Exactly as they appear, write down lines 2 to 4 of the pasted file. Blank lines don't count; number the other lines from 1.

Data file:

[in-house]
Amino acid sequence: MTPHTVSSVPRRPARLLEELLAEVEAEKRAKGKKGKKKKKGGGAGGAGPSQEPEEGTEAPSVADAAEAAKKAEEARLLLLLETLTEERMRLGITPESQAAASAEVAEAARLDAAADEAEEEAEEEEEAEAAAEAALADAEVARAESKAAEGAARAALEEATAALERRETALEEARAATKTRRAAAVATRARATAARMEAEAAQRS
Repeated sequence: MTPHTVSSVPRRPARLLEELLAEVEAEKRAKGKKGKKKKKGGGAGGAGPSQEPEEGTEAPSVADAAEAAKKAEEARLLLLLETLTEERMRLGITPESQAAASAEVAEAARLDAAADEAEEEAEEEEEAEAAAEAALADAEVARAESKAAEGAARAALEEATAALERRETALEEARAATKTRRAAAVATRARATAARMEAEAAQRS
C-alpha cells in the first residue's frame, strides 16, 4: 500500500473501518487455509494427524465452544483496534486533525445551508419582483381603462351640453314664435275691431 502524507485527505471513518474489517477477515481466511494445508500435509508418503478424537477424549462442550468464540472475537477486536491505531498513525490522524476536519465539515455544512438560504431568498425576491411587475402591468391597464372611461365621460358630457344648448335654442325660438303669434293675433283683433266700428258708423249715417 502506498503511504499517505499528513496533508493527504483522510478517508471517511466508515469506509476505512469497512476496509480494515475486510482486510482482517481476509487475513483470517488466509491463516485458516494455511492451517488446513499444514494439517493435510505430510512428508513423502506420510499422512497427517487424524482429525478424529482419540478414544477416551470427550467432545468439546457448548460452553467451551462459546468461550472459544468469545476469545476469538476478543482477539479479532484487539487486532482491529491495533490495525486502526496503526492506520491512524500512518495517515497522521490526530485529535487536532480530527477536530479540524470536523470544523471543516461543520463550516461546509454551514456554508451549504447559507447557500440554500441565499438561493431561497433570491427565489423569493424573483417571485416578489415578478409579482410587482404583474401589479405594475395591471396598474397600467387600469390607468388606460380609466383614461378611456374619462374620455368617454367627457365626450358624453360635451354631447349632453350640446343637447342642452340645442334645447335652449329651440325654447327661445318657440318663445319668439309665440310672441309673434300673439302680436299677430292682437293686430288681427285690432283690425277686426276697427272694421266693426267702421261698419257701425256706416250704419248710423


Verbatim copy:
Amino acid sequence: MTPHTVSSVPRRPARLLEELLAEVEAEKRAKGKKGKKKKKGGGAGGAGPSQEPEEGTEAPSVADAAEAAKKAEEARLLLLLETLTEERMRLGITPESQAAASAEVAEAARLDAAADEAEEEAEEEEEAEAAAEAALADAEVARAESKAAEGAARAALEEATAALERRETALEEARAATKTRRAAAVATRARATAARMEAEAAQRS
Repeated sequence: MTPHTVSSVPRRPARLLEELLAEVEAEKRAKGKKGKKKKKGGGAGGAGPSQEPEEGTEAPSVADAAEAAKKAEEARLLLLLETLTEERMRLGITPESQAAASAEVAEAARLDAAADEAEEEAEEEEEAEAAAEAALADAEVARAESKAAEGAARAALEEATAALERRETALEEARAATKTRRAAAVATRARATAARMEAEAAQRS
C-alpha cells in the first residue's frame, strides 16, 4: 500500500473501518487455509494427524465452544483496534486533525445551508419582483381603462351640453314664435275691431 502524507485527505471513518474489517477477515481466511494445508500435509508418503478424537477424549462442550468464540472475537477486536491505531498513525490522524476536519465539515455544512438560504431568498425576491411587475402591468391597464372611461365621460358630457344648448335654442325660438303669434293675433283683433266700428258708423249715417 502506498503511504499517505499528513496533508493527504483522510478517508471517511466508515469506509476505512469497512476496509480494515475486510482486510482482517481476509487475513483470517488466509491463516485458516494455511492451517488446513499444514494439517493435510505430510512428508513423502506420510499422512497427517487424524482429525478424529482419540478414544477416551470427550467432545468439546457448548460452553467451551462459546468461550472459544468469545476469545476469538476478543482477539479479532484487539487486532482491529491495533490495525486502526496503526492506520491512524500512518495517515497522521490526530485529535487536532480530527477536530479540524470536523470544523471543516461543520463550516461546509454551514456554508451549504447559507447557500440554500441565499438561493431561497433570491427565489423569493424573483417571485416578489415578478409579482410587482404583474401589479405594475395591471396598474397600467387600469390607468388606460380609466383614461378611456374619462374620455368617454367627457365626450358624453360635451354631447349632453350640446343637447342642452340645442334645447335652449329651440325654447327661445318657440318663445319668439309665440310672441309673434300673439302680436299677430292682437293686430288681427285690432283690425277686426276697427272694421266693426267702421261698419257701425256706416250704419248710423